I bite down on the words good luck as Ahmed walks away. I almost call after him; my presence here is pointless as best, and maybe a detriment at worse. The Lady doesn’t want to hear from me. Whatever luck I had, I burned it up in that last fight with Mayflower Jones. In the eighth round, I was hurting. Bad. My left eye was swollen shut. I was dead on my feet. But I wouldn’t quit. Only luck got me through to the next round. I could have taken a dive in the ninth. There was good money riding on me doing just that; I could have even gotten a cut. I could have walked away proud, a graceful exit for a boxer at the end of her career. But I pushed. I called on the Lady one last time. And she shut me out.
I felt it. Whatever scraps of luck I’d been able to pull throughout my career to get me this far – gone, snuffed, like a flame. Then there was Mayflower’s fist, setting off a supernova in my jaw and I was down. For the count and for good.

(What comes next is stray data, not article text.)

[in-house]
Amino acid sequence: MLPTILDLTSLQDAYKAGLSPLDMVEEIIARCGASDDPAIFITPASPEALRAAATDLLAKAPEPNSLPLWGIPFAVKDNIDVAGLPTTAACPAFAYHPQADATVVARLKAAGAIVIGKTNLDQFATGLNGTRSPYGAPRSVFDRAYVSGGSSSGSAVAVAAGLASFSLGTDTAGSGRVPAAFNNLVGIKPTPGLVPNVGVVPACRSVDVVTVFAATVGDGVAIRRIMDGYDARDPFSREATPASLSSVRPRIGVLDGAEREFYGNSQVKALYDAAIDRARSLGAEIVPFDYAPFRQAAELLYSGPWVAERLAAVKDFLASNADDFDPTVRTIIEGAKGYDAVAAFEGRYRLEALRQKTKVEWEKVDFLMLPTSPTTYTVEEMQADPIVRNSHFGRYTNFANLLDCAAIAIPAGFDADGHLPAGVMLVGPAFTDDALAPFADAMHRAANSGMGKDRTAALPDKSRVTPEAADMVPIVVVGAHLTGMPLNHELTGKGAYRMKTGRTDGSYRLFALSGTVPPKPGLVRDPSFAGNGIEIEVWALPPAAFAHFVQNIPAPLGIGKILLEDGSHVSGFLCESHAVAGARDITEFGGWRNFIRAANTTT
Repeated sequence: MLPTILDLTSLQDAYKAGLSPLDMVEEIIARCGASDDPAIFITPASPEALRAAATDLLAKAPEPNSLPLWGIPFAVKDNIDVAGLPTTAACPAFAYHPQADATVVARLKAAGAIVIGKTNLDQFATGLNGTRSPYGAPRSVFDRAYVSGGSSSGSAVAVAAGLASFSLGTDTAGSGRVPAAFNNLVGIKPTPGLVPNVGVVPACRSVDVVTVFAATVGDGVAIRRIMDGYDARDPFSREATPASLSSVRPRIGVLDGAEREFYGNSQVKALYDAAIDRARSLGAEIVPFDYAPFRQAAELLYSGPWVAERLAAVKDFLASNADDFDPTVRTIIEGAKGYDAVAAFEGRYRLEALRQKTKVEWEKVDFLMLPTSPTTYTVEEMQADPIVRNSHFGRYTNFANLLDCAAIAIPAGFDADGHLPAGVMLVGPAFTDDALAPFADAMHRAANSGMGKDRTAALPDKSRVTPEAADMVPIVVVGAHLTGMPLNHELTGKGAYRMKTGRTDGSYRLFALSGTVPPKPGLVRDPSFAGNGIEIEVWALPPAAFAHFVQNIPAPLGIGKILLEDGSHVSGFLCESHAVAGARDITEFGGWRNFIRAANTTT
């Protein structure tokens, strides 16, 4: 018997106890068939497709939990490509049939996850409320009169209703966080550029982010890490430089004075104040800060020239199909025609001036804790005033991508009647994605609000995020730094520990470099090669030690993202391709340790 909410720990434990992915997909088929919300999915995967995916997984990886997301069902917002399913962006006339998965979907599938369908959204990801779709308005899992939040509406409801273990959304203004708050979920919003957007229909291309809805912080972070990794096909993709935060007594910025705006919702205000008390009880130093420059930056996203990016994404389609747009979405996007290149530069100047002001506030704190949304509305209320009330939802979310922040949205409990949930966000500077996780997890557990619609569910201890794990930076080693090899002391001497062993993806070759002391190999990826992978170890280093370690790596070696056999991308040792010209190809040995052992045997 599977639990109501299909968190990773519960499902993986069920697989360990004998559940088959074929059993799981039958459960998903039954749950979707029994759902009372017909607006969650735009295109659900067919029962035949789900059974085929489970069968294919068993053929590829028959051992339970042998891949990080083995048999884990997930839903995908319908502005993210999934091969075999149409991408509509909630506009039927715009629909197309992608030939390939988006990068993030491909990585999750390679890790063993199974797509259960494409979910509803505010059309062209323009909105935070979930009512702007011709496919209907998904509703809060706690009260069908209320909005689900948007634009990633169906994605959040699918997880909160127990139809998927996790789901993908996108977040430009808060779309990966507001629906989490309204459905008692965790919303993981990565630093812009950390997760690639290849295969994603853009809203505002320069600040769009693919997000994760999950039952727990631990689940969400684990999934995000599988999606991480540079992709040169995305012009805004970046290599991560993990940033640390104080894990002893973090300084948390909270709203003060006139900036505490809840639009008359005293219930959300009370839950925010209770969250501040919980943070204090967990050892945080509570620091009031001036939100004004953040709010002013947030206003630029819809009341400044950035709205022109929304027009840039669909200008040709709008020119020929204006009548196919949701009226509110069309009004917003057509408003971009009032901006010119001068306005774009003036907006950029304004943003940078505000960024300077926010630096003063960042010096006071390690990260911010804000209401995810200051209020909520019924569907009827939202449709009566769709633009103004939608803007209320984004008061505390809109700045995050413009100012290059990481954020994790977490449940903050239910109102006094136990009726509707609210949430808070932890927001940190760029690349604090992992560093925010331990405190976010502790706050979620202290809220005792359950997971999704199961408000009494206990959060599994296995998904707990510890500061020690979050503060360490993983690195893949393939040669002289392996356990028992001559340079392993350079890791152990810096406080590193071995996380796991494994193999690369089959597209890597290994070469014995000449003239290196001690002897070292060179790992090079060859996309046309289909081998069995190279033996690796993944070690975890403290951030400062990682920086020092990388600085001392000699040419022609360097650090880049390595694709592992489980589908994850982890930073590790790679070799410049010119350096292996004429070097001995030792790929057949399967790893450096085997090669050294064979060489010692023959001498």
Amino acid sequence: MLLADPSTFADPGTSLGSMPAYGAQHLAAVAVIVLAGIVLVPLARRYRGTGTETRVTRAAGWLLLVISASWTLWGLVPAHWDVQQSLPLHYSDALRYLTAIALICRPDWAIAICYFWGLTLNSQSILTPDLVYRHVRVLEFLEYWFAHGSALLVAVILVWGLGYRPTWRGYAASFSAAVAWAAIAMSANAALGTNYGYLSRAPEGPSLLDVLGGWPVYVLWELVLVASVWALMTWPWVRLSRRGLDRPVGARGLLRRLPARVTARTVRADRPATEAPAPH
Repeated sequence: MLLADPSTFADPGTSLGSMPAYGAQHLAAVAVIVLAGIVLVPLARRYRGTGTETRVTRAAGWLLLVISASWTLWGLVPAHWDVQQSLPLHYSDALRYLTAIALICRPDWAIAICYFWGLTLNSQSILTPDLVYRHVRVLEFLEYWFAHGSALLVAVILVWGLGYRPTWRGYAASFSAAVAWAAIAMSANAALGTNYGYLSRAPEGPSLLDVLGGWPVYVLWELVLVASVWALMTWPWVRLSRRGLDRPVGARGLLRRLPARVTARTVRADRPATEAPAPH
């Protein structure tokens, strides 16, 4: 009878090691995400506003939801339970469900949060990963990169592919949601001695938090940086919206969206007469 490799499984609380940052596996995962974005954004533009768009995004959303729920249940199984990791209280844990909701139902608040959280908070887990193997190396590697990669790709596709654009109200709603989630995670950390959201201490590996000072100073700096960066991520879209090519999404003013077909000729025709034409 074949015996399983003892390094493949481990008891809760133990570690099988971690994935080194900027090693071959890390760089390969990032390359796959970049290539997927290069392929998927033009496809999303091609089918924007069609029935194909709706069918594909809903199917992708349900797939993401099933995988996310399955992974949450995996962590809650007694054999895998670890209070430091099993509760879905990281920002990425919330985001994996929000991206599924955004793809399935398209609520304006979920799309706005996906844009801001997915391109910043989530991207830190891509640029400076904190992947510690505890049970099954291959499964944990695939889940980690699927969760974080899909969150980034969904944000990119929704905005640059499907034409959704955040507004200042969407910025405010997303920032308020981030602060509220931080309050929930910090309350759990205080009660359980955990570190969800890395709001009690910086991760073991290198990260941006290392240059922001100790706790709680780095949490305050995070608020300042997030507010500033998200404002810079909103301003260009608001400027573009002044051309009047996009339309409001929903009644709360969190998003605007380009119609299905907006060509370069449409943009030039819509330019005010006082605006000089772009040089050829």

Shaking off the memories, I totter to the nearest slot machine, parking myself as Ahmed blends in, one of a dozen men in tuxedoes and suits so sharp they could cut. Luck can be capricious, I remind myself. Maybe after all these years, the Lady’s changed her mind. At very least, maybe she won’t scorn Ahmed to spite me. My button-press spins add to the luck in the room, and I watch him do his work.
A craps table is his first stop. The glow is faint as he shakes dice, bouncing the bones lightly off the green felt background so they land just where he wants them. Just enough to keep him in the game. He loses his fourth roll, exactly when he means to, and passes the dice to the next guest, expression intent. In the instant before the dice leave the man’s hand, Ahmed plucks at the air near the man’s sleeve, as if catching an invisible thread. Then he’s gone, bowing out so smoothly, none of the other players remember he was there.